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New National Development Group Hits the Mountain

By Megan Harrod
May, 9 2018
National Development Group training at Squaw Valley
National Development Group athletes focused on improving athletic movement, including flexion, extension, and up forward movement at Squaw Valley. (U.S. Ski & Snowboard)

While club, academy and university coaches attended annual Congress meetings hosted by U.S. Ski & Snowboard in Park City, Utah, head men’s development coach Sasha Rearick hit the mountain with a strong crew of young, development-level male athletes at both Squaw Valley and Mammoth Mountain in California.

In the spring of 2016, U.S. Ski & Snowboard began a comprehensive study of its own alpine development system and an appraisal of other major nations in the sport. As a result of that study, a plan was created to bring about a sea of change in how U.S. Ski & Snowboard, along with its affiliated regional and club networks, approached future national team selection and development programs, specifically looking toward long-term success at the 2022 and 2026 Olympic Games and beyond. These changes led to the introduction of an innovative methodology for inviting and managing athletes into its alpine development program, deemed the Development Team (D Team) and National Development Group (NDG).

The goal is to expose the nation’s best athletes at the development level to value-added programming that will help them make the next big step to C Team, to the top of the NorAms, and, ultimately, to the World Cup podium. For now, it all starts with the Squaw and Mammoth camps early in the 2018-19 prep period, with athletes who are in line to make Development team criteria and others who are close.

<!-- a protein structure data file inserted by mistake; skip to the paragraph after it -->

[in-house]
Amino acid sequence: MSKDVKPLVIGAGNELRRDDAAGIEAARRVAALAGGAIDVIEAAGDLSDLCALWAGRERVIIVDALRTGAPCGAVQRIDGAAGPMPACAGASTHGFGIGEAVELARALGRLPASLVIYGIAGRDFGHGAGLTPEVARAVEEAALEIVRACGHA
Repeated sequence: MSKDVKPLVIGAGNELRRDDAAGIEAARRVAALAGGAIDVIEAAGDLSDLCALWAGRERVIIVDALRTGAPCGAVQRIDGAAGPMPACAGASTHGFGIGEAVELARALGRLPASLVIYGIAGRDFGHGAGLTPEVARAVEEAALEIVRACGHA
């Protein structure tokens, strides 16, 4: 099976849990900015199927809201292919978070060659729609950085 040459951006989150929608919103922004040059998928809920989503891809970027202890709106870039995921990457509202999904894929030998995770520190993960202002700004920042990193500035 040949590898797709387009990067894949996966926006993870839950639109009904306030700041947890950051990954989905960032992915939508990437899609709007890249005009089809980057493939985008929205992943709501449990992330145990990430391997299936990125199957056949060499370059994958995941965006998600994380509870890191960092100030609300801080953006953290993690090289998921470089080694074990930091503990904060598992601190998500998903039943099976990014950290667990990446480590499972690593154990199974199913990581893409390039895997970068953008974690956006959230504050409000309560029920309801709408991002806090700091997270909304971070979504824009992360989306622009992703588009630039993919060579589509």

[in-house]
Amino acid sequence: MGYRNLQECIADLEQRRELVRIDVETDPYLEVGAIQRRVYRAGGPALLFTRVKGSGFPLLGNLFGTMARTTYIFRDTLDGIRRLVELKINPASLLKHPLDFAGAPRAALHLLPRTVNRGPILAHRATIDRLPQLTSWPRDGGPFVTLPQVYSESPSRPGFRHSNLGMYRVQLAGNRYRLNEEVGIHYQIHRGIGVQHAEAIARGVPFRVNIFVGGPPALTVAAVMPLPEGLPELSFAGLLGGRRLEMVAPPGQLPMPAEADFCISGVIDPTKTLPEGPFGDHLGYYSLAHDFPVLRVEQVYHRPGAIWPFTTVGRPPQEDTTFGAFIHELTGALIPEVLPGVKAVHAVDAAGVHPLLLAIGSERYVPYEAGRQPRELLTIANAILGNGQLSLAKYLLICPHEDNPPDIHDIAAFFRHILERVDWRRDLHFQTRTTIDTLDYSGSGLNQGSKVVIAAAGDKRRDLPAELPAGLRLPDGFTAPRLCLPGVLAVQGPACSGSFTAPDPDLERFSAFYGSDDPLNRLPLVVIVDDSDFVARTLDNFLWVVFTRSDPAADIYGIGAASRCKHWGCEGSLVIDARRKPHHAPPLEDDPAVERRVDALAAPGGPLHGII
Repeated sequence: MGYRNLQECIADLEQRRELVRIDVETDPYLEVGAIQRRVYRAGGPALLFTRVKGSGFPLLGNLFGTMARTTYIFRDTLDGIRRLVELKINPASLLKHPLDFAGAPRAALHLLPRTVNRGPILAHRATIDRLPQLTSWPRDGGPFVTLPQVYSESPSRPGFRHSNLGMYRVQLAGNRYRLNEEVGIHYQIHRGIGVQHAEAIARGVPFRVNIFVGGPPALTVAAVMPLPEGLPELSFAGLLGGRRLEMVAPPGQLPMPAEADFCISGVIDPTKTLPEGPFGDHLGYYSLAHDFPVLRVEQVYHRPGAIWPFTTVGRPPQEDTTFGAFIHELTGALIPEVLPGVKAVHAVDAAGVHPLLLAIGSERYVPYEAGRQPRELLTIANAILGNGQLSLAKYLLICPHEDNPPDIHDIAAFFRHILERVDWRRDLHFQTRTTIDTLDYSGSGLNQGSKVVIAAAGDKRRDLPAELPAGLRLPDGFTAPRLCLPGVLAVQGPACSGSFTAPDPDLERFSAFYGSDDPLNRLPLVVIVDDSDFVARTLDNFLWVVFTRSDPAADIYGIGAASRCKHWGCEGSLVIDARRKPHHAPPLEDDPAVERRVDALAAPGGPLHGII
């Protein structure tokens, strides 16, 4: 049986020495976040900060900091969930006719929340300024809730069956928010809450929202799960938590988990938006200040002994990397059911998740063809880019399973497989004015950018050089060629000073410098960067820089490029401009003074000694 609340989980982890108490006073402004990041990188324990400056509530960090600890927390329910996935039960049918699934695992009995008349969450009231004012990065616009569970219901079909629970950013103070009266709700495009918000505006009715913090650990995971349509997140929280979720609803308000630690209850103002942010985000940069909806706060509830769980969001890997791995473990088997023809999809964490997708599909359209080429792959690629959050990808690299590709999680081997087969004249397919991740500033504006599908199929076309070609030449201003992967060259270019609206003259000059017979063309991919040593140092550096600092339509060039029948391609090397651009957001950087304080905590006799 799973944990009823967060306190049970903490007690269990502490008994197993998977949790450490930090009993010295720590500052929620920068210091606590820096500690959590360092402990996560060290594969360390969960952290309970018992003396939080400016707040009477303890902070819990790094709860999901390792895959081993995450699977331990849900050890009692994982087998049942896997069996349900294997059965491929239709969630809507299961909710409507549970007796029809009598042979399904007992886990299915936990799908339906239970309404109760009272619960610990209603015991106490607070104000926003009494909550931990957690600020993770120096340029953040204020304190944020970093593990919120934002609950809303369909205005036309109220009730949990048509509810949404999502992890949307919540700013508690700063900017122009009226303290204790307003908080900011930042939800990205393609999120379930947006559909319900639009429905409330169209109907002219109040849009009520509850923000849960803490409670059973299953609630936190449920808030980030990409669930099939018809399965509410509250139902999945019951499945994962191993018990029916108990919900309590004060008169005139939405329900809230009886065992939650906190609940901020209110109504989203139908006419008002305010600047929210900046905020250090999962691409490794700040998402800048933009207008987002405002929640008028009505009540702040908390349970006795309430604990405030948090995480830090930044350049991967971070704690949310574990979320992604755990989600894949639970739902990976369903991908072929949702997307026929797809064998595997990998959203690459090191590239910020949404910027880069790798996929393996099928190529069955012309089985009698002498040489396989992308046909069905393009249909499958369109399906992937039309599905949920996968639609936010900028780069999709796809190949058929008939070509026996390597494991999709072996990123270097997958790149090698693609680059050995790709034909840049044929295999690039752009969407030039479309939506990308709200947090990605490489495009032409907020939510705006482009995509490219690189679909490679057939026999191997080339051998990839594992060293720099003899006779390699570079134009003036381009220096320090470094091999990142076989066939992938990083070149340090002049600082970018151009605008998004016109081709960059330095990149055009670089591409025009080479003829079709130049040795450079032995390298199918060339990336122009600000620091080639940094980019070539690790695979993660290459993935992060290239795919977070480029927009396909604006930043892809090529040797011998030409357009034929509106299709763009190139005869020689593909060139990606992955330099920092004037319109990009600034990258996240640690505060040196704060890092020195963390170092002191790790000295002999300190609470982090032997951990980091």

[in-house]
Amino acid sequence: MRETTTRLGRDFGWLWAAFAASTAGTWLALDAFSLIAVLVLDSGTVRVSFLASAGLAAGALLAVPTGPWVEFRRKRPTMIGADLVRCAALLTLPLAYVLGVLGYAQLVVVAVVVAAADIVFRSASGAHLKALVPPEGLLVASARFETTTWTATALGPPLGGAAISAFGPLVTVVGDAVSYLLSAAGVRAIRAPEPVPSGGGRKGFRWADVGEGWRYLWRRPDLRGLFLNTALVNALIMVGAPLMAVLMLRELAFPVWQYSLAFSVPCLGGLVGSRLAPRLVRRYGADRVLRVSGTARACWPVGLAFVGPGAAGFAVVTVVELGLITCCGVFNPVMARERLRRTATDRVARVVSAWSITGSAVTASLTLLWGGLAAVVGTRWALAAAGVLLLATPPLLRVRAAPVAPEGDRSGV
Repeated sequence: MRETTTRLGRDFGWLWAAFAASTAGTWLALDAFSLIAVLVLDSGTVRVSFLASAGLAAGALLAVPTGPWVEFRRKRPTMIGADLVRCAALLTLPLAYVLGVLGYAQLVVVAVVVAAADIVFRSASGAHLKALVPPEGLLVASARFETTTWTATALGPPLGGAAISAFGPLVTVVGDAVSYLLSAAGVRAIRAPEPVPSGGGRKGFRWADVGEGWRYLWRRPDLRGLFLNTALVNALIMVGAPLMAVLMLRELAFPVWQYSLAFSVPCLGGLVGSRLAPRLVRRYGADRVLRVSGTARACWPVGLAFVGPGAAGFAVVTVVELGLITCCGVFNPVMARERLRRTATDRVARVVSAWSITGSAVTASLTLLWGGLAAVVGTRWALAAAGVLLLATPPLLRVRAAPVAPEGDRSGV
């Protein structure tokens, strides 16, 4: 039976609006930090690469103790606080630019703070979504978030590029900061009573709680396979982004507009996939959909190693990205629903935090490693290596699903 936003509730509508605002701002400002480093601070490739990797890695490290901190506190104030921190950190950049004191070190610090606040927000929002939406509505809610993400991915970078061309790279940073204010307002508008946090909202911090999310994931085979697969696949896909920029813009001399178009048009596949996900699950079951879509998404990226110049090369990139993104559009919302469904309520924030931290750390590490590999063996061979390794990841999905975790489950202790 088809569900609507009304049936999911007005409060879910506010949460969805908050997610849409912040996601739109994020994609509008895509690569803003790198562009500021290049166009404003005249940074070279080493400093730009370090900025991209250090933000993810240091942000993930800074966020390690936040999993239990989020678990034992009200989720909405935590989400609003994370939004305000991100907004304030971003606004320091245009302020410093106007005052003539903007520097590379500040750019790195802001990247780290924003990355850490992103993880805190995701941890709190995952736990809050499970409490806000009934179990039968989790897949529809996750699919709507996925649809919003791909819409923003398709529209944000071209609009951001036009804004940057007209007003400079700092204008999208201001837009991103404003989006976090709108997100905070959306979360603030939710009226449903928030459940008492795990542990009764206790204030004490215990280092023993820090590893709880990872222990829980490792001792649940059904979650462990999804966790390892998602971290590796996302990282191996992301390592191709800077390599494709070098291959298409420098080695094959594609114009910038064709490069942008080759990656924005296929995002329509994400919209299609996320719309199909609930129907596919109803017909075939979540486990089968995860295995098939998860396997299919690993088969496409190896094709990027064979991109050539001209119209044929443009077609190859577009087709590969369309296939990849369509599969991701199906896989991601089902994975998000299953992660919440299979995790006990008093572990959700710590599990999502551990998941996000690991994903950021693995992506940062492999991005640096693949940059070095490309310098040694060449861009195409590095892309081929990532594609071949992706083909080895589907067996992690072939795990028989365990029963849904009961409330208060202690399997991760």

Former head men’s FIS Ski World Cup coach Rearick is at the helm of the men’s alpine development program, working in close partnership with regional and club coaches. The camp is focused on three core areas: technical, tactical and cultural. From a technical standpoint, Rearick would like to see athletes maintain a balanced athletic stance through the turn. Tactically, the emphasis will be on the pressure in the fall line. Culture has been a key topic this spring for U.S. Ski & Snowboard, led by President and CEO Tiger Shaw, and the Development Team plans to come together for discussions that will allow them to create the team culture that they want and need to progress. In doing so, they will ask questions including, “What is the environment we want to create?” and “How do we prepare the team to grow within adversity?”

“This initial National Development Group project has been a great example of the hard work and strong collaboration between the national team, led by Sasha, and the regional and club networks,” noted Chip Knight, alpine development director. “The success of this new development initiative will require very clear communication between all entities, and Sasha has done an incredible job leading the way out of the gate.”

For this initial camp, Green Mountain Valley School's U19 Men’s Coach Nate Bryant and Burke Mountain Academy's Head Men’s FIS Coach JP Daigneault have joined Rearick. The intention is for them to bring back to their clubs what they have learned for future implementation at their own camps.